But UCLA's Andy Atkeson, Andrea Eisfeldt and Pierre-Olivier Weill are also masters of understatement
In conclusion... market participants and
regulators are still in disagreement about whether the private profits
that large dealer banks gain from intermediating trade in OTC [derivative] markets
encourage socially optimal market structures.
But that hasn't exactly stopped the regulators from doing something...anything
While efforts to promote centralisation and transparency
in OTC markets should help to shed light on the surplus that is created
and its distribution across participants, they will also change this
surplus in ways that may not be anticipated.
Many of the proposed and
implemented regulations effectively reduce the surplus accruing to
dealers [large banks], and so reduce their incentives to participate in OTC markets.
We pause, for effect.
Clearly, this hurts dealers; however, the overall change in value may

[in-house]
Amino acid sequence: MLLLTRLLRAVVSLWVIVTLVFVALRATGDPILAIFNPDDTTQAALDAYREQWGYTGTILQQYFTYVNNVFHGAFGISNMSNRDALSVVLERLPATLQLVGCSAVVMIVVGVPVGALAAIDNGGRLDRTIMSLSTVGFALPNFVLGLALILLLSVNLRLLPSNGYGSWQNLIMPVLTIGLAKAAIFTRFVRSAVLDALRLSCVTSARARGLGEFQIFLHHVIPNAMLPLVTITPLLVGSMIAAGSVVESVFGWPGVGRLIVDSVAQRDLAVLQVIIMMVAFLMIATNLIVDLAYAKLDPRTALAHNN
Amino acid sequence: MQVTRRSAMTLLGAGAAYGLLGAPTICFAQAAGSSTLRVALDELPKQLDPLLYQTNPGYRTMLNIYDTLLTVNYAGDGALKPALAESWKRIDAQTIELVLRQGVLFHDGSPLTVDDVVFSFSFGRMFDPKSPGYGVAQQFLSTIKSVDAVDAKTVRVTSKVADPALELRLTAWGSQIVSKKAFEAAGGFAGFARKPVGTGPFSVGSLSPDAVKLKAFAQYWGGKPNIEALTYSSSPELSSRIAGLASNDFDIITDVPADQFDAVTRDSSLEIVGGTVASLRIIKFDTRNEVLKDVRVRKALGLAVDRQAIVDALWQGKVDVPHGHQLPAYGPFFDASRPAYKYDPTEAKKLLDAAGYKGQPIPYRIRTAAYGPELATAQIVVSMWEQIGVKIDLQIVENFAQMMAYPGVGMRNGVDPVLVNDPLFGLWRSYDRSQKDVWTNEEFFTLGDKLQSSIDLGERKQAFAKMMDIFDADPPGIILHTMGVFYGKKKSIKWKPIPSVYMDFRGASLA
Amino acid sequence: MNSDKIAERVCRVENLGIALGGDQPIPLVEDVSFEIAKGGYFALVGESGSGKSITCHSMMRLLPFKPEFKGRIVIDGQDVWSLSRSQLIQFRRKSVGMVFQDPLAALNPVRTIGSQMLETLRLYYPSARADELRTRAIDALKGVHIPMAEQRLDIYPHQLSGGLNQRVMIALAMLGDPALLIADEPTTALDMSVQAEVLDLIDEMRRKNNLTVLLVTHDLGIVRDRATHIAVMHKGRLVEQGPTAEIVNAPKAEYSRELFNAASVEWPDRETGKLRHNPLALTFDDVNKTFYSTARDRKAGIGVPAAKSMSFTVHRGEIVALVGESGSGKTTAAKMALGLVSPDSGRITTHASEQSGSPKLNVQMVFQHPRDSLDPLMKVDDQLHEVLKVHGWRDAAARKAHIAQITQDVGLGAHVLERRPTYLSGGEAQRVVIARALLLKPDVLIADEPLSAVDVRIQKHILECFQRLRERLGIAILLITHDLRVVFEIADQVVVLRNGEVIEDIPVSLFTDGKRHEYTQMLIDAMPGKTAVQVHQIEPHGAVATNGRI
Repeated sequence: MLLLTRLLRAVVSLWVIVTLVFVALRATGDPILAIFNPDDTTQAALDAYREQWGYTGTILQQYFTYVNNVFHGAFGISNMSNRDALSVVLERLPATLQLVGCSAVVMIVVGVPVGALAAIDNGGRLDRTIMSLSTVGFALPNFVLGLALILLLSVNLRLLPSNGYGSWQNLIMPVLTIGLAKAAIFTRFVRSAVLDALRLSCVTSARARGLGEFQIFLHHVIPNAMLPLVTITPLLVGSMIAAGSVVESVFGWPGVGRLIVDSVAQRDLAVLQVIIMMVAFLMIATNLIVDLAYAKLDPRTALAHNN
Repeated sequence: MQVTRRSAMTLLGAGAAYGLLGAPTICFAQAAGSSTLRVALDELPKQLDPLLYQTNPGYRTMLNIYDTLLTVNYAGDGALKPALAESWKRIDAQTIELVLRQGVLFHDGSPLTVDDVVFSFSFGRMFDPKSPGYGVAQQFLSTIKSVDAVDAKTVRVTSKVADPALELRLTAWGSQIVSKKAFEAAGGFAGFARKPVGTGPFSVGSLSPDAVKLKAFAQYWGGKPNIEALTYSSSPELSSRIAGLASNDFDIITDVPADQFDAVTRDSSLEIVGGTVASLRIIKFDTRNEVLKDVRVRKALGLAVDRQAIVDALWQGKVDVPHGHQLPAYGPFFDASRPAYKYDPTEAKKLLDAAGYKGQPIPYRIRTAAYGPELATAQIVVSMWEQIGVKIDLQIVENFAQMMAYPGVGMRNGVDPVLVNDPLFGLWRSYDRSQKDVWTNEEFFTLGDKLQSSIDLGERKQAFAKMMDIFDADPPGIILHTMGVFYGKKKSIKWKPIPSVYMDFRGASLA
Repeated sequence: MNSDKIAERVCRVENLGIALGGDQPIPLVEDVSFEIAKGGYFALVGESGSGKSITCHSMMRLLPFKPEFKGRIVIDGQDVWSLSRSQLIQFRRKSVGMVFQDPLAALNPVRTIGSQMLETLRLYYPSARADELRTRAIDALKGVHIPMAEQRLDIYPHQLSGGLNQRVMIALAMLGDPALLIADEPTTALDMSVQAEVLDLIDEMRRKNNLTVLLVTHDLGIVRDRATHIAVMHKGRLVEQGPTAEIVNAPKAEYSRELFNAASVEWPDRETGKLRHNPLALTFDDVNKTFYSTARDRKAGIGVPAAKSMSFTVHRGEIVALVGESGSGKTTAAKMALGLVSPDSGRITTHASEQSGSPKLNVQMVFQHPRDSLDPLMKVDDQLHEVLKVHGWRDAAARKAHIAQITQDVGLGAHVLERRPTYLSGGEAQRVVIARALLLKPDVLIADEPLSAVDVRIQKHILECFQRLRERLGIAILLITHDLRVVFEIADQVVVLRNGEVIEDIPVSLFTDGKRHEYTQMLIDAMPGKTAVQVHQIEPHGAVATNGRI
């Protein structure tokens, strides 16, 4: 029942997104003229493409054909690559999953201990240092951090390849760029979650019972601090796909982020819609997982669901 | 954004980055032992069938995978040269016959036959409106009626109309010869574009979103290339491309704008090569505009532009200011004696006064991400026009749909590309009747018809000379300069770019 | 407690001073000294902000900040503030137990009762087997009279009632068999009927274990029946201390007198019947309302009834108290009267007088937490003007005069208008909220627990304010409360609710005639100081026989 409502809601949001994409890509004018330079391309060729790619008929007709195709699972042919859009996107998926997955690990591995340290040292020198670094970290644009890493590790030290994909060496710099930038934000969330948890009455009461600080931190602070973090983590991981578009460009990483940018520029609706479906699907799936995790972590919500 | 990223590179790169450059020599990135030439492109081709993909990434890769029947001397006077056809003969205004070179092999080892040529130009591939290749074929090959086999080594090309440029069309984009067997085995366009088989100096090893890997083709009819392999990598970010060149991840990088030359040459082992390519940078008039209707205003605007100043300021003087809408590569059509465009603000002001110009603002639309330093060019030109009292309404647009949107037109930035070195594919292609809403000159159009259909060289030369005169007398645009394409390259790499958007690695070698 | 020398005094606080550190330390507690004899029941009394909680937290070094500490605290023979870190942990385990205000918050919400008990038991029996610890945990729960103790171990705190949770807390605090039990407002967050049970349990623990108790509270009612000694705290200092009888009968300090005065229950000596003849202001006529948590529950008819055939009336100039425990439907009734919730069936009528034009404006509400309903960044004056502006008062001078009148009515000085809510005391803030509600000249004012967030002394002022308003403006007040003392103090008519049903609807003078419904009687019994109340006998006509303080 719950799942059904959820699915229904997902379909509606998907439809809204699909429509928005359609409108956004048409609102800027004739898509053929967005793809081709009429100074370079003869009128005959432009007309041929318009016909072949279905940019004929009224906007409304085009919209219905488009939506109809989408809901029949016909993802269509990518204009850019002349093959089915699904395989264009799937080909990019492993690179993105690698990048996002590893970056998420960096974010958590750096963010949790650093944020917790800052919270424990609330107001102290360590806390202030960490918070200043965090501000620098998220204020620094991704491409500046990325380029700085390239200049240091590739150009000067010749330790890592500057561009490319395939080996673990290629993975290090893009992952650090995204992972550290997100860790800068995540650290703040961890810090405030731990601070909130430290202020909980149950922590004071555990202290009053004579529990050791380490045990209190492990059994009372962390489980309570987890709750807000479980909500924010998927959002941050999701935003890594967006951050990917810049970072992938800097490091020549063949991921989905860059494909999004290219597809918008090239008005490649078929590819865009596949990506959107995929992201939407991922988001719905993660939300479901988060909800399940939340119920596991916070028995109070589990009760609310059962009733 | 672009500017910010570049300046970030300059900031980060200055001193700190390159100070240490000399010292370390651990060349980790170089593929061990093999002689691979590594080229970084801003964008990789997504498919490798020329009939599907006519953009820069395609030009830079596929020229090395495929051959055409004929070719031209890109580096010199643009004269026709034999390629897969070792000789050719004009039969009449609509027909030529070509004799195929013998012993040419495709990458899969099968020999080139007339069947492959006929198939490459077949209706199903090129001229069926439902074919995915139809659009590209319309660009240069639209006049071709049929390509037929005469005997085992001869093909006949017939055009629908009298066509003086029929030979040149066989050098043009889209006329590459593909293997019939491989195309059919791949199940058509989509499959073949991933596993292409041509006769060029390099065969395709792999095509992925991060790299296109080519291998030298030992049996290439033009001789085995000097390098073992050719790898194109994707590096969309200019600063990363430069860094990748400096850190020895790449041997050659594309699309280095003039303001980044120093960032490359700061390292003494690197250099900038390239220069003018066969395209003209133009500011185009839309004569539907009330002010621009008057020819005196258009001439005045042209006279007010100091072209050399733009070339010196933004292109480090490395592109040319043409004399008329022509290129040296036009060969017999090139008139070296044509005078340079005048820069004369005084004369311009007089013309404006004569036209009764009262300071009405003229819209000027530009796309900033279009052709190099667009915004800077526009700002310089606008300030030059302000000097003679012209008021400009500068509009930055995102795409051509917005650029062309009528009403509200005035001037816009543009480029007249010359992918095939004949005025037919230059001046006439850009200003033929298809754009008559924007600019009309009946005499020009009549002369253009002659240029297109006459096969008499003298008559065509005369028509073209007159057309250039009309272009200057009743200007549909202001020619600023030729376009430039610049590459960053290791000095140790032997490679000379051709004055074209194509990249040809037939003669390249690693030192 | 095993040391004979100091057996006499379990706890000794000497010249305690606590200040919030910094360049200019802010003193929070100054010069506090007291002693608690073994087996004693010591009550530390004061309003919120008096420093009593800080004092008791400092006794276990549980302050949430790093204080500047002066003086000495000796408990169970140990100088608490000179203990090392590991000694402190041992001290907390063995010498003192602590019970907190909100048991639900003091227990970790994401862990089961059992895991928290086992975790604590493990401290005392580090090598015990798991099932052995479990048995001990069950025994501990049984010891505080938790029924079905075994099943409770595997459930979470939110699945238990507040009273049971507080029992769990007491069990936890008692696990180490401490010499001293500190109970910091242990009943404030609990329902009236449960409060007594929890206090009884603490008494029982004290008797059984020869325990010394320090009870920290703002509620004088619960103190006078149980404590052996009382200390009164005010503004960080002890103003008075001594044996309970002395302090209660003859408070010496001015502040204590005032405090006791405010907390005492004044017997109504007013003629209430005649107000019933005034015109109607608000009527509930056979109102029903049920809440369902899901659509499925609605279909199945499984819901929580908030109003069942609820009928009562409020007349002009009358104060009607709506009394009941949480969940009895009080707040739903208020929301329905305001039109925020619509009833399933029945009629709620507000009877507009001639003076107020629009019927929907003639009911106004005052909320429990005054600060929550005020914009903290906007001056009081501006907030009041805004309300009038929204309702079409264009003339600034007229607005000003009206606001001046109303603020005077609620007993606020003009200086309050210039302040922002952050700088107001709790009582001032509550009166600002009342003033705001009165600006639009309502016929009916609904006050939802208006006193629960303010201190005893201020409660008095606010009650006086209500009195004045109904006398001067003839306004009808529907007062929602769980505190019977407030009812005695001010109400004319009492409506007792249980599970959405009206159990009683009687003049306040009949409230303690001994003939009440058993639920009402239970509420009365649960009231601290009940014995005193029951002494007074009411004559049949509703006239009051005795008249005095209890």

either increase or decrease...
Again, our bold, and our pause.
...depending on whether there was previously
too much or too little dealer activity. Our model shows that typically
in equilibrium some reduction in dealer rents is warranted. However, one
should be careful not to reduce rents so much as to discourage socially
Or, as Edward Teller once said, apropos
some scientific controversy; Sometimes we have to do that which is very difficult. Sometimes we have to think.
Our work also suggests that particular care
should be given not to reduce rents when dealer participation costs are
high, such as during times when negative shocks drive exit.
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